The 412 MW Rampur Hydroelectric Project is located near Rampur in Himachal Pradesh on the river Satluj. This run-of-river was first proposed by the Government of India in 2004. The project was granted environment clearance by the Ministry of Environment, Forest and Climate Change (MoEFCC) in 2004. Rampur HEP is a public sector venture being executed under the aegis of Satluj Jal Vidyut Nigam Limited (SJVNL). The company has under execution 10 more hydropower projects in Nepal, Bhutan, Arunachal Pradesh, Manipur, Uttarakhand and Himachal Pradesh and aims to tap 6,000 MW by 2020. The Rampur project is designed as a cascade run of the river plant and will not draw out any water from the river but from the tailrace of Nathpa Jhakri project. NP also owned and operated by SJVNL, and is also one of several mega dam projects in the state.
In the year 2007, Rampur HEP received funds from the International Bank For Reconstruction And Development for US$ 400 million, while the total cost will be US$ 670 million (1). The Rampur project has been the Bank’s first step in its re-engagement in the hydropower sector in India after more than ten years of shying away from funding water infrastructure projects in the country (after the Sardar Sarovar Dam). It was much later in 2012 that the project was registered as a CDM project and is a part of the World Bank fund, Umbrella Carbon Facility Tranche 2. The Swedish Energy Agency has issued a letter of approval, but without applying the World Commission of Dams (WCD) criteria, violating the EU Linking Directive (2-3).
Over the next 10 years, Rampur HEP is expected to generate about 14 million carbon credits at an estimated market value of $100 million USD even while the projects’ additionality remains questionable, according to Carbon Market Watch (4). They also claim that many of the additionality concerns of the project cannot be further investigated because one of the key documents, the investment analysis, is not publicly available. On top of that, the decision to finance the project had been taken long before the CDM was created; a cable released in 2011 by Wikileaks and sent by the US Consulate in Mumbai, even candidly states that Indian CDM projects do not depend on CDM funding and are therefore additionality is not valid (5-6).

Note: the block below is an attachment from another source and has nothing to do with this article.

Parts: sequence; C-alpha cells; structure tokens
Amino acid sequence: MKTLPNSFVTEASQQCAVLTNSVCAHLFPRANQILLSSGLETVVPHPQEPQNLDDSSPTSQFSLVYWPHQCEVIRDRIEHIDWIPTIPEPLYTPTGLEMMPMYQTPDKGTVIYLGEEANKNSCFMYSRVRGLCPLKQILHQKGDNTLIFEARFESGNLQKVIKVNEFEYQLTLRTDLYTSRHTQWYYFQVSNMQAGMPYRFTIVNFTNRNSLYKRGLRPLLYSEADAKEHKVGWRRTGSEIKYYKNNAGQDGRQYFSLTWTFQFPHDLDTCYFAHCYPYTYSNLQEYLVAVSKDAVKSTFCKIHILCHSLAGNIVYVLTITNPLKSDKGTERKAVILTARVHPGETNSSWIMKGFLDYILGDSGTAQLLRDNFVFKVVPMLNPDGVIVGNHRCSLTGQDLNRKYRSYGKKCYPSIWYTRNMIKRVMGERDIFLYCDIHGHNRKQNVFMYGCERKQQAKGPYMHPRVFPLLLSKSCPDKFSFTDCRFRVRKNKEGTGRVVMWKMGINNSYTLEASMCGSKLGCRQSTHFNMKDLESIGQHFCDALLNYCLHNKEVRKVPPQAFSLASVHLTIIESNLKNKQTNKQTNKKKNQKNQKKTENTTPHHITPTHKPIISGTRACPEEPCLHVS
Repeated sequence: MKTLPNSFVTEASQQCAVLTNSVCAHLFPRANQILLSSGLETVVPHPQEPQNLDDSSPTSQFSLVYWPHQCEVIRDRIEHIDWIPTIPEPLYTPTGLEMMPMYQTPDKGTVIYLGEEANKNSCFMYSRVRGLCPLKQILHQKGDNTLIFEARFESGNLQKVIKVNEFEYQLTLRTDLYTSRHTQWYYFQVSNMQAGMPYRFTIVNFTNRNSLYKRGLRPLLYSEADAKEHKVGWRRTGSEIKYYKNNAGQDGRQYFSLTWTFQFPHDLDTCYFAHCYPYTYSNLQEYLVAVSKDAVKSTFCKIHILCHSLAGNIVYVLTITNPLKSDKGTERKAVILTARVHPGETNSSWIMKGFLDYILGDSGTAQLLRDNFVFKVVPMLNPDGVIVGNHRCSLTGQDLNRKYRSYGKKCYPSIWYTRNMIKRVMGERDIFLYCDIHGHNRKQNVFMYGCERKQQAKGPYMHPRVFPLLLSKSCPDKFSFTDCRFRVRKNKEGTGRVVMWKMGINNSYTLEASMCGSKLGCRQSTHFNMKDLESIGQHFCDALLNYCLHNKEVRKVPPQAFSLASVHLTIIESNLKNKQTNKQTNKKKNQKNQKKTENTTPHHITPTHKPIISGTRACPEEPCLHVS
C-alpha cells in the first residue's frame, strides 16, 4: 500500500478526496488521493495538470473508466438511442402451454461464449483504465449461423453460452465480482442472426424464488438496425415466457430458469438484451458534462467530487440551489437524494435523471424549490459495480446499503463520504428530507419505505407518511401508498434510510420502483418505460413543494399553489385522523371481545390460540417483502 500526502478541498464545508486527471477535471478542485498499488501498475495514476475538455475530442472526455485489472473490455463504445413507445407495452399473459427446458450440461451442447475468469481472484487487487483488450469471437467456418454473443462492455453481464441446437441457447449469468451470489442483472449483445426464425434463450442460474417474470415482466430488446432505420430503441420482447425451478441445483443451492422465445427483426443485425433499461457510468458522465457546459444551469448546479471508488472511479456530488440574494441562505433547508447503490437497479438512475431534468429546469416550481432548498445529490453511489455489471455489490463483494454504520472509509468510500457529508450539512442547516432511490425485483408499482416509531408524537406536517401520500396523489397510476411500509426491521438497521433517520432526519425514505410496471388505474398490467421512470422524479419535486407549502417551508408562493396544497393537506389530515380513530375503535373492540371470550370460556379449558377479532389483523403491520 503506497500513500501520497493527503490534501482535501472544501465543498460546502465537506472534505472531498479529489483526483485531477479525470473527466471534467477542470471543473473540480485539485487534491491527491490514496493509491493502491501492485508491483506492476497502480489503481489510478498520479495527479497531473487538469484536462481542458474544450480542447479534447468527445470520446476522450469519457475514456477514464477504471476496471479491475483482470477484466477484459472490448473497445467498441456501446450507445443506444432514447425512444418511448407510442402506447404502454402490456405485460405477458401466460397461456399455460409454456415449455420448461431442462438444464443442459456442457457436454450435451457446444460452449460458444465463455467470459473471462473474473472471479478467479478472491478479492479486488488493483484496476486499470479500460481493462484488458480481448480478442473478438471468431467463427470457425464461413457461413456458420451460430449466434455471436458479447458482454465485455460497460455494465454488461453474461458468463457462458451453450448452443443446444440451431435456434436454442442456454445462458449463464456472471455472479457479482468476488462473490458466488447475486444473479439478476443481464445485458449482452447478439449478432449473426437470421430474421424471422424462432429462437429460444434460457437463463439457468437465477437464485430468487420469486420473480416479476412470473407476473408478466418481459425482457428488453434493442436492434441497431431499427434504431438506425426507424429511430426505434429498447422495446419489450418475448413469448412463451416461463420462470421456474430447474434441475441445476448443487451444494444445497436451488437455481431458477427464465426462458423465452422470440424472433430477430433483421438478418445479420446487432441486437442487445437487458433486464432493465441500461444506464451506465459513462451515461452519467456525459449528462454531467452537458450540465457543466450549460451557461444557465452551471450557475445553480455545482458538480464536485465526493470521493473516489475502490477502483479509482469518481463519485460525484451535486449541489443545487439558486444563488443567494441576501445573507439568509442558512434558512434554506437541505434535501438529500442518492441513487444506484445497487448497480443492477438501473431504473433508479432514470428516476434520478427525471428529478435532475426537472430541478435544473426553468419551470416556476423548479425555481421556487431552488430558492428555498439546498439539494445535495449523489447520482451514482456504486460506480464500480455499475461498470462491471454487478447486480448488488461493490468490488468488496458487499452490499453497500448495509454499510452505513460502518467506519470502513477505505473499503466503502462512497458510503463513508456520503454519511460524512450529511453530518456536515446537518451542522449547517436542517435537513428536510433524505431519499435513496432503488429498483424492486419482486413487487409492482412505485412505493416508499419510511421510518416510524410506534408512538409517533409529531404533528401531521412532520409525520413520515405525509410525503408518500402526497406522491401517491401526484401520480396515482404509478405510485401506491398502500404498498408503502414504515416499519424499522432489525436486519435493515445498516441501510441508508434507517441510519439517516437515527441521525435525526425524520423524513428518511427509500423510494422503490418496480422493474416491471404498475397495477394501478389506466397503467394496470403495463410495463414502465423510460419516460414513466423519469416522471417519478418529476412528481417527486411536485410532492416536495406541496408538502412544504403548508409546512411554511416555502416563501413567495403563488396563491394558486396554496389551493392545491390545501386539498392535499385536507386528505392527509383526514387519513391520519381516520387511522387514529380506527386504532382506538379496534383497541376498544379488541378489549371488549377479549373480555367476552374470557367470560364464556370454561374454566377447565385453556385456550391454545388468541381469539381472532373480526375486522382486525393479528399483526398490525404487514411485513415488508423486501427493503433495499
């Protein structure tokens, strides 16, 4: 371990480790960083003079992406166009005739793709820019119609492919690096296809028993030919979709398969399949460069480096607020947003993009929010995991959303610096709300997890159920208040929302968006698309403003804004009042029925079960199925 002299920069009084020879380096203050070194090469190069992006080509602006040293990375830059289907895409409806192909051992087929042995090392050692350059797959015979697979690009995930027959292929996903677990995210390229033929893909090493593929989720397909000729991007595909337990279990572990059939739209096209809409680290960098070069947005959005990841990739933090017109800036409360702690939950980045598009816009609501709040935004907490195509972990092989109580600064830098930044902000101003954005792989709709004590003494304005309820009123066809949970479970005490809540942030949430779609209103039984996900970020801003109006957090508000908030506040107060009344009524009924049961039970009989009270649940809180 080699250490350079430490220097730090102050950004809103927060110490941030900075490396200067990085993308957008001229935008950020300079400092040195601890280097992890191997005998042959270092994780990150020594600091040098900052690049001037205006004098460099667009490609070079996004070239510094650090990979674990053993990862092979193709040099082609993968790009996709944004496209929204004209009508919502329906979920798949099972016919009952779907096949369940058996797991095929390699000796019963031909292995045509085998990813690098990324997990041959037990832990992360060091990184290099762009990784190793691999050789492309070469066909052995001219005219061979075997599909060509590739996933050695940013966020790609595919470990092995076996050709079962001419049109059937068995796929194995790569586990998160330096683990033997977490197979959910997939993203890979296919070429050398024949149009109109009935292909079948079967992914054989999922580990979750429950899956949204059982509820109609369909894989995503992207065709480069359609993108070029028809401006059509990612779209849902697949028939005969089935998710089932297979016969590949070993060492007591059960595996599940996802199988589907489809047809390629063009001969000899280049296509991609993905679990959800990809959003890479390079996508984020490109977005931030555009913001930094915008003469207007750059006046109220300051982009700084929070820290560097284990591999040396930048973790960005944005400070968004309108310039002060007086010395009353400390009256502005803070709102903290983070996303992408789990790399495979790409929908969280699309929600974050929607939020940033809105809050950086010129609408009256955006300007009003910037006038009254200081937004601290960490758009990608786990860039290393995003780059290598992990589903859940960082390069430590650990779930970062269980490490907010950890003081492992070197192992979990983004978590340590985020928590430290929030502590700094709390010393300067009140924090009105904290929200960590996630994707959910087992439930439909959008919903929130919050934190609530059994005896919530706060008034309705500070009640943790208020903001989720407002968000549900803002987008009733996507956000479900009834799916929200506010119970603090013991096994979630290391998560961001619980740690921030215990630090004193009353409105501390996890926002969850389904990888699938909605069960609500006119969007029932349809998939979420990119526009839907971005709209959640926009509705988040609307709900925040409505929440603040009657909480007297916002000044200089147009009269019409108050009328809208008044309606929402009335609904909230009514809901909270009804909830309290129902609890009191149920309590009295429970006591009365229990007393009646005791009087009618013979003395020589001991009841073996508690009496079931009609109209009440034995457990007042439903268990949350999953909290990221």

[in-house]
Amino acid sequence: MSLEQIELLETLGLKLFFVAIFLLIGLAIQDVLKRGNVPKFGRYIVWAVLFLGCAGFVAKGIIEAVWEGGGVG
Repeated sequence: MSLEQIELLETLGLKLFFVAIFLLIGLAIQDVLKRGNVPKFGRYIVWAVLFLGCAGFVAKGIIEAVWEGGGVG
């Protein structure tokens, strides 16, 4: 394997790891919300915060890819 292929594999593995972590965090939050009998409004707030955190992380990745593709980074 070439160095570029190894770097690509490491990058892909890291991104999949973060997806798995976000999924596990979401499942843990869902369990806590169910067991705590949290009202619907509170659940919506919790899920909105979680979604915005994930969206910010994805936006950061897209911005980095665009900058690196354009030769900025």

The Memorandum of Understanding (MoU) was signed between Government of India (GoI) and Government of Himachal Pradesh (GoHP) in October 2004. The Implementation Agreement between SJVNL and Himachal Pradesh State Electricity Board (HPSEB) was signed on 20th October 2004. In December 2005, the project was accorded the Techno Economic Clearance. The environment clearance was granted by the Ministry of Environment, Forests and Climate Change (MoEFCC) on 31st March 2006. The Forest Clearance for diversion of 69.3762 ha was granted by the Forest Advisory Committee on 7th April 2006.
Local communities and national experts and analysts, as well as international and national Ejos have strongly critiqued the project on several fronts. That local inhabitants were not heard nor consulted about the plant construction, compensation measures were not negotiated with affected people and in most of the cases not properly applied. In unison with other projects like 1200 MW Karcham Wangtoo Project and Nathpa Jhakri, there have been clear evidences of impacts like drying up of natural water springs, loss of agricultural/horticultural productivity and damage to houses due to heavy blasting. A report of the Panel of Environmental and Social Experts appointed by the Directorate of Energy, Himachal Pradesh to study the Satluj basin hydropower projects too speaks on the rickety picture on ground; antithetical to the usual victorious narratives of the World Bank. The report mentions about local population dealing with the illegal muck dumping issue, the inability of SJVNL to fix the approach roads and connecting roads. In Duttanagar in specific, the locals complained of rising noise pollution, dust emanation from construction activities, in turn reducing the farm yield by disrupting the pollination process.
(10) According to SANDRP, the Environmental Impact Assessment lacks reliable data (7). It was also revealed that there were numerous problems concerning health and safety, as well as the working conditions of the many migrant workers who are temporary employees (8). International Rivers and SANDRP also point out that the rationale for the project needs to be challenged as the project does not produce peaking power, which is the most needed electricity in India (9).(See less)